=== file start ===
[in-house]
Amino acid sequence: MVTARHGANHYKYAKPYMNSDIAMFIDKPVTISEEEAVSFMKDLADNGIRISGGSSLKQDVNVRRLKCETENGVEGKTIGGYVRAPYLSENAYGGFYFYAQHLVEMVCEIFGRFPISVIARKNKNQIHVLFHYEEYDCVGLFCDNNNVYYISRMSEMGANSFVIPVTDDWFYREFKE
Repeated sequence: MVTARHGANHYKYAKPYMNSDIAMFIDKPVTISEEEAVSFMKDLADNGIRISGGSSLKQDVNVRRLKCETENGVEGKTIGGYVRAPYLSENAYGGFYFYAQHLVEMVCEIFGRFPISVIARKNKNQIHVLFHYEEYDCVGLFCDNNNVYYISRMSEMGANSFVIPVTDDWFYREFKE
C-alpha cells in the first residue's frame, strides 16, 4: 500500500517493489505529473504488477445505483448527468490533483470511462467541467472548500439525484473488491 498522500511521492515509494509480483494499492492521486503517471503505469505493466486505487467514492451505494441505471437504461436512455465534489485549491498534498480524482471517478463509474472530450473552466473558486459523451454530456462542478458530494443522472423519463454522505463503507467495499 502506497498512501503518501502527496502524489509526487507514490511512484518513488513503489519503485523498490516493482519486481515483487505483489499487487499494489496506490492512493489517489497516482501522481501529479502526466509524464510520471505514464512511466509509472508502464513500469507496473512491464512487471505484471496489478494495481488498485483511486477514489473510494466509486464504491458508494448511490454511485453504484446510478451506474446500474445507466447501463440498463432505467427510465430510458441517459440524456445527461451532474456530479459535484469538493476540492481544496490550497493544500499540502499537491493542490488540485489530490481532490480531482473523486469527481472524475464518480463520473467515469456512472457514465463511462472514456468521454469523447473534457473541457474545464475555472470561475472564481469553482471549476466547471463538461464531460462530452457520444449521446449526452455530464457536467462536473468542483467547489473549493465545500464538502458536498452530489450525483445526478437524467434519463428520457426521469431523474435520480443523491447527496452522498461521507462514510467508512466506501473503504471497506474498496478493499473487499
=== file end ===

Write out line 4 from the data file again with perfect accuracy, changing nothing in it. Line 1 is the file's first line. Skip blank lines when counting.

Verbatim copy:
C-alpha cells in the first residue's frame, strides 16, 4: 500500500517493489505529473504488477445505483448527468490533483470511462467541467472548500439525484473488491 498522500511521492515509494509480483494499492492521486503517471503505469505493466486505487467514492451505494441505471437504461436512455465534489485549491498534498480524482471517478463509474472530450473552466473558486459523451454530456462542478458530494443522472423519463454522505463503507467495499 502506497498512501503518501502527496502524489509526487507514490511512484518513488513503489519503485523498490516493482519486481515483487505483489499487487499494489496506490492512493489517489497516482501522481501529479502526466509524464510520471505514464512511466509509472508502464513500469507496473512491464512487471505484471496489478494495481488498485483511486477514489473510494466509486464504491458508494448511490454511485453504484446510478451506474446500474445507466447501463440498463432505467427510465430510458441517459440524456445527461451532474456530479459535484469538493476540492481544496490550497493544500499540502499537491493542490488540485489530490481532490480531482473523486469527481472524475464518480463520473467515469456512472457514465463511462472514456468521454469523447473534457473541457474545464475555472470561475472564481469553482471549476466547471463538461464531460462530452457520444449521446449526452455530464457536467462536473468542483467547489473549493465545500464538502458536498452530489450525483445526478437524467434519463428520457426521469431523474435520480443523491447527496452522498461521507462514510467508512466506501473503504471497506474498496478493499473487499